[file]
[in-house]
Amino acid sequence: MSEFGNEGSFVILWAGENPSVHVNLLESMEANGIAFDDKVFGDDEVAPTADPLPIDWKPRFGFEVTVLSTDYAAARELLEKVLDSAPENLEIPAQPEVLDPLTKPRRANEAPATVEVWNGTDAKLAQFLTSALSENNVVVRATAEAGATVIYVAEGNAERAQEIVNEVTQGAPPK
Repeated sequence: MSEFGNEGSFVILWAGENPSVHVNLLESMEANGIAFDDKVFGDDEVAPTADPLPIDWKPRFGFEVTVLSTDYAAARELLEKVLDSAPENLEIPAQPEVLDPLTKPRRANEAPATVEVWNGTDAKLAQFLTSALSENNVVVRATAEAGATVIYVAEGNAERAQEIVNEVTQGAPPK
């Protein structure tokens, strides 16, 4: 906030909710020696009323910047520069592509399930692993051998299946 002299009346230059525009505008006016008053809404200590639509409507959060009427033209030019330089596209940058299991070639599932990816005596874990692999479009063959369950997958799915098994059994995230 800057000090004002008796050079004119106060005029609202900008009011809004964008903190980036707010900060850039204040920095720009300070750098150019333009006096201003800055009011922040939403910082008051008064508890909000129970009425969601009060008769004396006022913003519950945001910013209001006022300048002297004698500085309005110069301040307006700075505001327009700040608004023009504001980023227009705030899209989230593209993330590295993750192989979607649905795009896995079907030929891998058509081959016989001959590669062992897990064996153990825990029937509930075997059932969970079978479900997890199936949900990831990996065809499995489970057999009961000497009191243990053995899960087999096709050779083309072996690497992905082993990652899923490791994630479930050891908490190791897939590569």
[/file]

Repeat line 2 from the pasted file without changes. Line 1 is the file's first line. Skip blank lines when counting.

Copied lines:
Amino acid sequence: MSEFGNEGSFVILWAGENPSVHVNLLESMEANGIAFDDKVFGDDEVAPTADPLPIDWKPRFGFEVTVLSTDYAAARELLEKVLDSAPENLEIPAQPEVLDPLTKPRRANEAPATVEVWNGTDAKLAQFLTSALSENNVVVRATAEAGATVIYVAEGNAERAQEIVNEVTQGAPPK